It was into this context that Jesus stages his first demonstration, the Triumphal Entry.
In Zechariah, the ninth chapter, the writer prophesies that the Messiah, the Prince of Peace, would enter Jerusalem on the colt of a donkey. Being mounted on a humble donkey with Palm branches was an obvious message of peace. But it was also humorous in contrast to the Roman oppressors, the Governor on his great war horse with banners and insignias and standards and all the trappings of power. So as the throngs of pilgrims streamed into the city, Jesus inserted his entourage of demonstrators into this milay. And they came along with his Disciples shouting, “God save us. Hosanna!”
We know that the demonstration had some success because there were many who did come to Jesus’ teach-in in the courts of the Temple. But the demonstration actually took on a larger reality of revelry, as political demonstrations often do. Many saw it as a spoof, and they laid their cloaks down for the donkey to pass over. They broke off branches and threw them in the way, and waved them as a banner or standard would be waved. And others cheered them on. Others joined in thinking it was a pious way to enter the Holy City. Whatever I dare say, that most did not get the message.
There was another problem. Many thought that as long as Jerusalem and the Temple stood, God was on their side. But Jesus could see the growing strength of Jewish insurrectionists and revolutionaries, such as Barabbas and Zealots, on the one hand and, on the other, the brutal power of the Roman military. Jesus knew that Jerusalem and the Temple would soon be destroyed, as it was shortly after his crucifixion. Jesus said, “the time will come when not one stone will be left upon another.” Then what would the people do? What would they do without the rituals? What would they do without the place of sacrifice?
Jesus was protesting one other thing. He was protesting the role that religion played in creating a caste society. A dominant attitude was that if we cannot be more powerful than the Romans, we can be holier than they. Many oppressed nations today feel that way. If we cannot be more powerful than America, we can at least be more holier than the great sances. Formal religion had become a complex code of rules and rituals, remedies so that they might be pure before God. This served as a moral burden to simple poor and working class people to keep in their daily lives. It is like some Christian bodies today which have rigid codes of moral and society do’s and don’ts, things to prove one is truly God’s or saved. Of course, some constantly find themselves backsliding and having to get saved over and over again. Others are able to master the codes, and they like the Pharisees become self-righteous judges of others.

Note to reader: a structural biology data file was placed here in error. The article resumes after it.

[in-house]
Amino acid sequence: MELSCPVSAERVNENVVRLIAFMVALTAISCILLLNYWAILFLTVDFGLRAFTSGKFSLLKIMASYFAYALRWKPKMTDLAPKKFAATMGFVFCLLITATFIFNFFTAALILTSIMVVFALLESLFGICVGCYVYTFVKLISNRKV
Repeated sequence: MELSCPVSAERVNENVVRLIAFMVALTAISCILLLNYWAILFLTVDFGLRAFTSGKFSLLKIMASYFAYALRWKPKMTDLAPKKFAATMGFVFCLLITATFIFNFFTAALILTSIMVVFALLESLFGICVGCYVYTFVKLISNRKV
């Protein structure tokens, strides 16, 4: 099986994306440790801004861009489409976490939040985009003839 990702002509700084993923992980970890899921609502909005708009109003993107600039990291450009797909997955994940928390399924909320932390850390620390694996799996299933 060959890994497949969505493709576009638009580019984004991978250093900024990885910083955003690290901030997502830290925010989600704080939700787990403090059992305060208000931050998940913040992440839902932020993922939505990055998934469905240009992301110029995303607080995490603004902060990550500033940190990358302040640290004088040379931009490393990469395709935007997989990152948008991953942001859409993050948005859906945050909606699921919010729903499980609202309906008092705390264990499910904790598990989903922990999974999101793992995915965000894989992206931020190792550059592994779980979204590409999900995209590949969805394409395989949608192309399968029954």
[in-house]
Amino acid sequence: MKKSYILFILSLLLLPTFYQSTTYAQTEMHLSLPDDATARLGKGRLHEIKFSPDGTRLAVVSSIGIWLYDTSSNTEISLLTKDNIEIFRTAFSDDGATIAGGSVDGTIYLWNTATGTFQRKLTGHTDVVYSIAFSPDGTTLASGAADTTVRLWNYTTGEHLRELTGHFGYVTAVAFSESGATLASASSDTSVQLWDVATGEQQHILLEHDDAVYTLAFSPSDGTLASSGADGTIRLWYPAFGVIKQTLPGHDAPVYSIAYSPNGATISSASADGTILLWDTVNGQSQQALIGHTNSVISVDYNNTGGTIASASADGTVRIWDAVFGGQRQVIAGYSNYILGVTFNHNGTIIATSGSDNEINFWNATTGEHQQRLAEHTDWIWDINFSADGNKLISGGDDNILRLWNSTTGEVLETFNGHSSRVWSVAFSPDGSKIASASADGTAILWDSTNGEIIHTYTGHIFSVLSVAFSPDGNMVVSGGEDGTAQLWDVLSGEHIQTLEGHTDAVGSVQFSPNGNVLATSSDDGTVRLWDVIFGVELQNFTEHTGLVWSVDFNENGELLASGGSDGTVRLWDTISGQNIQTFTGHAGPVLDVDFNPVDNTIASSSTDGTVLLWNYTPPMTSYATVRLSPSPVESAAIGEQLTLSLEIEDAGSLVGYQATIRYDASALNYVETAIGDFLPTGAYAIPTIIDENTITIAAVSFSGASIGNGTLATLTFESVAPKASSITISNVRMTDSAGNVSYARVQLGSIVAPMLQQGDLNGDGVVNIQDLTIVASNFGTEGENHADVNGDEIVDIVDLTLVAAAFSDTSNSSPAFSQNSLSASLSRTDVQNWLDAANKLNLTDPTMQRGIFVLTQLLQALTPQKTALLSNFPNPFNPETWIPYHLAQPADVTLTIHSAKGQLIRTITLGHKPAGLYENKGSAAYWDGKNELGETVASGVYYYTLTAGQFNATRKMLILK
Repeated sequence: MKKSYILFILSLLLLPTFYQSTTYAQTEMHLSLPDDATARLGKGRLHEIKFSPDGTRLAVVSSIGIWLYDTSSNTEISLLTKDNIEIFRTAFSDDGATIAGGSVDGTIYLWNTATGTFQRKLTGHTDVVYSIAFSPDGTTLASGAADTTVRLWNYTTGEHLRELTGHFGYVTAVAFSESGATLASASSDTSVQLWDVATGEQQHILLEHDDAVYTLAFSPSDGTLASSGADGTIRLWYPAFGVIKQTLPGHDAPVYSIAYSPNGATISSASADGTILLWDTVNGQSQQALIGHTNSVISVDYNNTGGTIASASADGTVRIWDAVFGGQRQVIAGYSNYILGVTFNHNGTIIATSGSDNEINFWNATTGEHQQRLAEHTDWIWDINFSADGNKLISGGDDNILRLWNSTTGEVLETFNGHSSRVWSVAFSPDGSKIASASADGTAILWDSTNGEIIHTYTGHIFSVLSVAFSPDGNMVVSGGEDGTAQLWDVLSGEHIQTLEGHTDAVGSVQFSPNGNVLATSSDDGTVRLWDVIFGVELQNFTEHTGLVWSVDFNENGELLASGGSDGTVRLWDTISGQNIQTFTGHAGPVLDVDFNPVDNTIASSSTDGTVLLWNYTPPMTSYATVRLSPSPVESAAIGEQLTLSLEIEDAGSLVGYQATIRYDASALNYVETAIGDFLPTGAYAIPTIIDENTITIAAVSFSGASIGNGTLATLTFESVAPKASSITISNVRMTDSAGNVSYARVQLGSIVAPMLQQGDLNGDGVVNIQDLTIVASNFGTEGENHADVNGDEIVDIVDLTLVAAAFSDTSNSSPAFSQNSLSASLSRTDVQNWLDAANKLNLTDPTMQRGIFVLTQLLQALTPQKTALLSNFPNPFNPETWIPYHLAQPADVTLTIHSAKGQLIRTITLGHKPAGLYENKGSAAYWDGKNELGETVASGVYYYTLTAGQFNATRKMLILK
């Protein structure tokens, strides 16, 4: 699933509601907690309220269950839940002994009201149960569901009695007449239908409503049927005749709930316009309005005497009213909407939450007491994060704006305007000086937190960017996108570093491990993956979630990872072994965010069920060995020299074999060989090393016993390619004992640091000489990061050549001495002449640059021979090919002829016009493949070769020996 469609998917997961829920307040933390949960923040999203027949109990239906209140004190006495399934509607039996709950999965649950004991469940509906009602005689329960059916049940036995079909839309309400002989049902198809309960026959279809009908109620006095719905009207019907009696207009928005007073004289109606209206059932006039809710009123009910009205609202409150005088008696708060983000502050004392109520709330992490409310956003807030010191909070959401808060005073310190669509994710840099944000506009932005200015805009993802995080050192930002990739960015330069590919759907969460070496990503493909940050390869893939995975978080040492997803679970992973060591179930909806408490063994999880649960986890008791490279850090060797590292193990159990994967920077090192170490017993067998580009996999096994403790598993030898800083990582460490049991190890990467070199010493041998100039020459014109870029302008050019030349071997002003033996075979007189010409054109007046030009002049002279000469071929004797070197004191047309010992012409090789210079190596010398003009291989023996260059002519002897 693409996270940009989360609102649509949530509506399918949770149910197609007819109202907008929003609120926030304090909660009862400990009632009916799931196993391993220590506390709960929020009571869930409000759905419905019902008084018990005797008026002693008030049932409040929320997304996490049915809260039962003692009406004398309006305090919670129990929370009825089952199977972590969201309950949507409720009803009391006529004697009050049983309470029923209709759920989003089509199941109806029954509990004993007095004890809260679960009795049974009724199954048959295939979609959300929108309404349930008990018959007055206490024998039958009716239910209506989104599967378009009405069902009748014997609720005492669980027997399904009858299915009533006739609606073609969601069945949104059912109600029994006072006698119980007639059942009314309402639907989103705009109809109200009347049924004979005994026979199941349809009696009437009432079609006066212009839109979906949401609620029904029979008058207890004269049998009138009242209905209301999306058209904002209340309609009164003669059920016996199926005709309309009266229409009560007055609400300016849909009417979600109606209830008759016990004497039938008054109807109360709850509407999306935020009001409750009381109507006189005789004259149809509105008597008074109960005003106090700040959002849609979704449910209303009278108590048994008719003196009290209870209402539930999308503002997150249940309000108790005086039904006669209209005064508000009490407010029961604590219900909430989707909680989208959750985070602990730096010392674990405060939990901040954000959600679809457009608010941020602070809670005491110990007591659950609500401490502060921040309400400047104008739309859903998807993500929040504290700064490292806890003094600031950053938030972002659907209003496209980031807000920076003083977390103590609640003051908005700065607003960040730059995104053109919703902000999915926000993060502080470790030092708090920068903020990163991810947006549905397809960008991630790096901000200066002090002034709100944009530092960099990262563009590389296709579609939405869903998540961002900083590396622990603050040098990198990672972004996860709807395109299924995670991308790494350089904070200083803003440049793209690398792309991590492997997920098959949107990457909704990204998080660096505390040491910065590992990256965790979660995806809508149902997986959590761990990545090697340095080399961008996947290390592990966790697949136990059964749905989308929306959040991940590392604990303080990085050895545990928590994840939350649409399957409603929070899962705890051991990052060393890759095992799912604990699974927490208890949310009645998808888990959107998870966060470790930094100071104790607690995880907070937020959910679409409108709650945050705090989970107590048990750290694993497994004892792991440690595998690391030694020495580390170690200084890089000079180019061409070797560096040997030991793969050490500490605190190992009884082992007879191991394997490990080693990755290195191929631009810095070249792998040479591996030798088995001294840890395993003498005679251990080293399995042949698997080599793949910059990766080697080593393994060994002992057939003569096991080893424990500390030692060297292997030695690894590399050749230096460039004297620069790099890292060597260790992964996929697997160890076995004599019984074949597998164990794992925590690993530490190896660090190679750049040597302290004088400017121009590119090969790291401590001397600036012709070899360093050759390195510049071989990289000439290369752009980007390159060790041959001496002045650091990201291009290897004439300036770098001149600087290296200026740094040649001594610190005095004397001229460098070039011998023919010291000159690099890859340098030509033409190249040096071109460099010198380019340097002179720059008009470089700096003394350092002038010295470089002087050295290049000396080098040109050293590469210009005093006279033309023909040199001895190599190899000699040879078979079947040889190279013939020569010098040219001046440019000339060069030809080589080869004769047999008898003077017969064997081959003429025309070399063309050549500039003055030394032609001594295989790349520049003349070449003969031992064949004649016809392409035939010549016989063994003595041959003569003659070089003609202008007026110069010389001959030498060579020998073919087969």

The Temple priests and officials also had something involved, for they used this culture of purity codes to accommodate a lucrative system of moneychangers. This was changing regional currencies which had the image of Caesar on them, which in reference to the Second Commandment concerning graven images they had to change to money that had no images, which was money-minted by the Temple. It’s sort of like if you were in Las Vegas, and you’re going to church that Sunday morning you probably would have your chips changed into American currency. Thought I don’t know of any ministers who would refuse your chips! Of course there was the cost of the exchange. And since most of the pilgrims traveling from a distance, they had to buy their sacrifices at the Temple. And of course this money changing and selling of sacrifices were fraught with injustices, especially for pious peasant pilgrims.